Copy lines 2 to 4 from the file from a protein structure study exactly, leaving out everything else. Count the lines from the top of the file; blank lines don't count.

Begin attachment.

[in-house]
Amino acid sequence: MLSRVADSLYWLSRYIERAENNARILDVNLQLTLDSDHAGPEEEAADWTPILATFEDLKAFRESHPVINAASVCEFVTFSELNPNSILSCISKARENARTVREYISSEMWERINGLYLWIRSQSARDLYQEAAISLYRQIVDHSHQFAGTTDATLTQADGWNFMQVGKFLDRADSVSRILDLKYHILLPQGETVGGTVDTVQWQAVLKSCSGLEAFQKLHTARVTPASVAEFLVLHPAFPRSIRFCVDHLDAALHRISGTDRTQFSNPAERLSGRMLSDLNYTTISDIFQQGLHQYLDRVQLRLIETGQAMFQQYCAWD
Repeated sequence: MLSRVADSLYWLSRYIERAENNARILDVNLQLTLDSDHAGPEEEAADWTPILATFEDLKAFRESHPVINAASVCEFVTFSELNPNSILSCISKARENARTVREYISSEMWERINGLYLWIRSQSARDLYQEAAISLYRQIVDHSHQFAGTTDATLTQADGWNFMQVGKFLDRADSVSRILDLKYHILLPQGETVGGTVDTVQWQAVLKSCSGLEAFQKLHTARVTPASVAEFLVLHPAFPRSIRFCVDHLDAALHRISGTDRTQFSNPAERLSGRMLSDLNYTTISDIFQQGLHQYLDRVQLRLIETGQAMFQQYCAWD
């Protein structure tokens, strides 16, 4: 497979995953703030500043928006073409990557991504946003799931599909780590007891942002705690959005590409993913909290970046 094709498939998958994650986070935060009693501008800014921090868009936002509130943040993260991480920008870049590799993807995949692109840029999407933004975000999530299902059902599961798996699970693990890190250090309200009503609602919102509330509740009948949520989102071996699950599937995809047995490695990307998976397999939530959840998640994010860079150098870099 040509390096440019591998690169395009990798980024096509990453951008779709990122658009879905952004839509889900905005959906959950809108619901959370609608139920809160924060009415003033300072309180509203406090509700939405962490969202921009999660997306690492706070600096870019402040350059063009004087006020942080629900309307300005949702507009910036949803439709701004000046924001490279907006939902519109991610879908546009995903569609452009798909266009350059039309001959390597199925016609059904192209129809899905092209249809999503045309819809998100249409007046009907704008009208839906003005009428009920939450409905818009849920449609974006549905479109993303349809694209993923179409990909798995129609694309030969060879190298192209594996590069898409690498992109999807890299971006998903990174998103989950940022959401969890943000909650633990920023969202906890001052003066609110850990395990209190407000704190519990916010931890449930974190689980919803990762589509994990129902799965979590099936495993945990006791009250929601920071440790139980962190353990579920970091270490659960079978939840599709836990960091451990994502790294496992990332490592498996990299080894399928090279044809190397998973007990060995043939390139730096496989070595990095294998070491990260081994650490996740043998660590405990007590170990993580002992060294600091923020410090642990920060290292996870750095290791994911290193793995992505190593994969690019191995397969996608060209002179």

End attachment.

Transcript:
Amino acid sequence: MLSRVADSLYWLSRYIERAENNARILDVNLQLTLDSDHAGPEEEAADWTPILATFEDLKAFRESHPVINAASVCEFVTFSELNPNSILSCISKARENARTVREYISSEMWERINGLYLWIRSQSARDLYQEAAISLYRQIVDHSHQFAGTTDATLTQADGWNFMQVGKFLDRADSVSRILDLKYHILLPQGETVGGTVDTVQWQAVLKSCSGLEAFQKLHTARVTPASVAEFLVLHPAFPRSIRFCVDHLDAALHRISGTDRTQFSNPAERLSGRMLSDLNYTTISDIFQQGLHQYLDRVQLRLIETGQAMFQQYCAWD
Repeated sequence: MLSRVADSLYWLSRYIERAENNARILDVNLQLTLDSDHAGPEEEAADWTPILATFEDLKAFRESHPVINAASVCEFVTFSELNPNSILSCISKARENARTVREYISSEMWERINGLYLWIRSQSARDLYQEAAISLYRQIVDHSHQFAGTTDATLTQADGWNFMQVGKFLDRADSVSRILDLKYHILLPQGETVGGTVDTVQWQAVLKSCSGLEAFQKLHTARVTPASVAEFLVLHPAFPRSIRFCVDHLDAALHRISGTDRTQFSNPAERLSGRMLSDLNYTTISDIFQQGLHQYLDRVQLRLIETGQAMFQQYCAWD
């Protein structure tokens, strides 16, 4: 497979995953703030500043928006073409990557991504946003799931599909780590007891942002705690959005590409993913909290970046 094709498939998958994650986070935060009693501008800014921090868009936002509130943040993260991480920008870049590799993807995949692109840029999407933004975000999530299902059902599961798996699970693990890190250090309200009503609602919102509330509740009948949520989102071996699950599937995809047995490695990307998976397999939530959840998640994010860079150098870099 040509390096440019591998690169395009990798980024096509990453951008779709990122658009879905952004839509889900905005959906959950809108619901959370609608139920809160924060009415003033300072309180509203406090509700939405962490969202921009999660997306690492706070600096870019402040350059063009004087006020942080629900309307300005949702507009910036949803439709701004000046924001490279907006939902519109991610879908546009995903569609452009798909266009350059039309001959390597199925016609059904192209129809899905092209249809999503045309819809998100249409007046009907704008009208839906003005009428009920939450409905818009849920449609974006549905479109993303349809694209993923179409990909798995129609694309030969060879190298192209594996590069898409690498992109999807890299971006998903990174998103989950940022959401969890943000909650633990920023969202906890001052003066609110850990395990209190407000704190519990916010931890449930974190689980919803990762589509994990129902799965979590099936495993945990006791009250929601920071440790139980962190353990579920970091270490659960079978939840599709836990960091451990994502790294496992990332490592498996990299080894399928090279044809190397998973007990060995043939390139730096496989070595990095294998070491990260081994650490996740043998660590405990007590170990993580002992060294600091923020410090642990920060290292996870750095290791994911290193793995992505190593994969690019191995397969996608060209002179």